Furniture And Household Furnishings

Trunk / Chest     Exhibit 1
     {1700s to 1750s}

     This trunk was constructed to be used in a house. It could have withstood transport from one place to another without incurring too much damage (as its passage through time has shown), but unlike the previous exhibit, it was not intended primarily for travel. In fact, the top lid is flat and is not reinforced in any way, inside or out. And please note that the ball feet are recent additions.

     The trunk is not completely encircled by iron straps, although they do encompass three surfaces: the back, bottom and front. As the image below shows, the straps start it the back and wrap around the trunk underneath and up the front. You can also see that the straps are not part of the hinges, but that the long hinge leaves are positioned alongside the straps.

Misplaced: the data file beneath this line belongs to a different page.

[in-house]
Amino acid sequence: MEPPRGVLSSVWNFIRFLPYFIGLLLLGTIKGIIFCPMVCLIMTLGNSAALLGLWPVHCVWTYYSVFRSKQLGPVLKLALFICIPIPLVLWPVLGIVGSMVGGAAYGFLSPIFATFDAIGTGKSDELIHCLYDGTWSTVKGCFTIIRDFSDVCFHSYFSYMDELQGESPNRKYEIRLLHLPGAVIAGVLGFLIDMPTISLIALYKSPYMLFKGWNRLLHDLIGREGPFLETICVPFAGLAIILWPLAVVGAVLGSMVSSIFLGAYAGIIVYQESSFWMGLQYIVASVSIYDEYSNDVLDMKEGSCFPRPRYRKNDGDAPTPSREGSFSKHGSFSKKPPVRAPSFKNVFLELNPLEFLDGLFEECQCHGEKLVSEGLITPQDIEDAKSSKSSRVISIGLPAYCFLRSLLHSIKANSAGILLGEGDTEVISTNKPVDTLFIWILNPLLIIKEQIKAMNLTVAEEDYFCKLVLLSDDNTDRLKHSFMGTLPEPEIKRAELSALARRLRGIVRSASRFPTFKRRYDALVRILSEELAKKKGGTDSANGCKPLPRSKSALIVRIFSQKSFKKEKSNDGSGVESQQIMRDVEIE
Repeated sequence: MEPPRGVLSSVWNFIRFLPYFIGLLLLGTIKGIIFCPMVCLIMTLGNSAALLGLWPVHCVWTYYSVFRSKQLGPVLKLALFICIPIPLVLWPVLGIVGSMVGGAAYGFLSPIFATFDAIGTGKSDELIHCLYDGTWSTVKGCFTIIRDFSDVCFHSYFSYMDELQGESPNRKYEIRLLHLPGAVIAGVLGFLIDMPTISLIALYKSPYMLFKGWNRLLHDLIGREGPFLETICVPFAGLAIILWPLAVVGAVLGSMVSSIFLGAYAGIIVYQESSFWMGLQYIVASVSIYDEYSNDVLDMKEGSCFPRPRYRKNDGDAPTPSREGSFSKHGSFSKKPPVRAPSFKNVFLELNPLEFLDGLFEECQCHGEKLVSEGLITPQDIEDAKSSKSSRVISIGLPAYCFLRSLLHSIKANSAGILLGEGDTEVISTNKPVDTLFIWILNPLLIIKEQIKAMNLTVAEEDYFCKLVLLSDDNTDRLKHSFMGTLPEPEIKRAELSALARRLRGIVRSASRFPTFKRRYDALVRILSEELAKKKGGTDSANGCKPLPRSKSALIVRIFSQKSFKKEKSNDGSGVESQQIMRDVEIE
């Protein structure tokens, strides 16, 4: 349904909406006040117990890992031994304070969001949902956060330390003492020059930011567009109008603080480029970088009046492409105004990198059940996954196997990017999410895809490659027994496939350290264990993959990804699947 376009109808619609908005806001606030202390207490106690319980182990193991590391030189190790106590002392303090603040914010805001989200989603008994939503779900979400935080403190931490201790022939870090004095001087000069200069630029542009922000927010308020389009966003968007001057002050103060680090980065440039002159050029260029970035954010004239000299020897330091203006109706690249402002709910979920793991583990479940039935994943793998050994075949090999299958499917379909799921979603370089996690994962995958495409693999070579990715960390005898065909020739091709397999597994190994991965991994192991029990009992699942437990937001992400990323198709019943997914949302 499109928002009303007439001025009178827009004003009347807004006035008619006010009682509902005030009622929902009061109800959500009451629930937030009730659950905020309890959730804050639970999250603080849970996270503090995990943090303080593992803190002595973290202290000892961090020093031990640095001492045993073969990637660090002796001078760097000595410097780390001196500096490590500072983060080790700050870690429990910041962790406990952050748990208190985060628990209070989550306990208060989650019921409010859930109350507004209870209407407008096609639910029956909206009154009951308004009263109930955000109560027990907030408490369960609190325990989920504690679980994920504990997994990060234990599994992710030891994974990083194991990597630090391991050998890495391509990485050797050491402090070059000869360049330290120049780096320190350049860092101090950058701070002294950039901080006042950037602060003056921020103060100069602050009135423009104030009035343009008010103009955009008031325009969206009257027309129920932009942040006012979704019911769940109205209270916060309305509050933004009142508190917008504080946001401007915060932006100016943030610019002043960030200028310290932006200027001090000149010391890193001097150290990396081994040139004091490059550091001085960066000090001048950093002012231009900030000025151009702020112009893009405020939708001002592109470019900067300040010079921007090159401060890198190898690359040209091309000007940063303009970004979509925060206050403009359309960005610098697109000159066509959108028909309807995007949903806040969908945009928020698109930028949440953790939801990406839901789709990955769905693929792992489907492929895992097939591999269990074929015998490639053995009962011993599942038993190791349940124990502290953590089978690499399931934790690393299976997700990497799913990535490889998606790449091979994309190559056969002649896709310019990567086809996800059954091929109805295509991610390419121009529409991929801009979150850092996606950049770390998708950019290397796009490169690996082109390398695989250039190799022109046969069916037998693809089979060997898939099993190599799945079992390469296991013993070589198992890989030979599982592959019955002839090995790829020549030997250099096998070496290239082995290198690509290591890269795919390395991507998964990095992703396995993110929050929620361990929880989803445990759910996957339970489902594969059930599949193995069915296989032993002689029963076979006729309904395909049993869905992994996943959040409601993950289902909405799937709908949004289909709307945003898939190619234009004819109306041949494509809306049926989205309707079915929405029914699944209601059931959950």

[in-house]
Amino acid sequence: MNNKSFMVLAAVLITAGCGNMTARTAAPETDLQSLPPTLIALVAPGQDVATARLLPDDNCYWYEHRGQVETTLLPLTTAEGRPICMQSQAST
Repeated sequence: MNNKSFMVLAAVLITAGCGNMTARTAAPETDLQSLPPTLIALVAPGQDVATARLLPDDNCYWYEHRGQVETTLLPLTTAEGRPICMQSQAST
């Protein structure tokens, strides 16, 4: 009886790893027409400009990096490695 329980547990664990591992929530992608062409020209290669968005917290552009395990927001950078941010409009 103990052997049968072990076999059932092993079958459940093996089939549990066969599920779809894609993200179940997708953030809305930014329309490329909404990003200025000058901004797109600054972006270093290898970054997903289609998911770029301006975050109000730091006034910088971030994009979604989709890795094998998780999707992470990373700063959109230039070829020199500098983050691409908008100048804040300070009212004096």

As with the previous exhibit, the handles of this trunk / chest were shaped with the ends bent at ninety degrees to the trunk surface when hanging, so that the person(s) lifting the trunk would not hurt their hands. The bent ends of the handle prevent the handle from being raised at an angle greater than 90 degrees from the surface. There is evidence, as shown in the image below, that the weight of the trunk and what it held at one time was heavy enough to cause indentations where the bent ends of the handles made contact with the wood, in the act of lifting the trunk by the handles.

     The next images reveal the interior of the trunk. It is immediately noticed that there are two long hinge leaves on the inside surface of the lid. They connect to the outside back of the trunk. Apparently the maker of the trunk wanted the structural support that the long hinge leaves provided, but did not want them to be seen on the top surface of the trunk.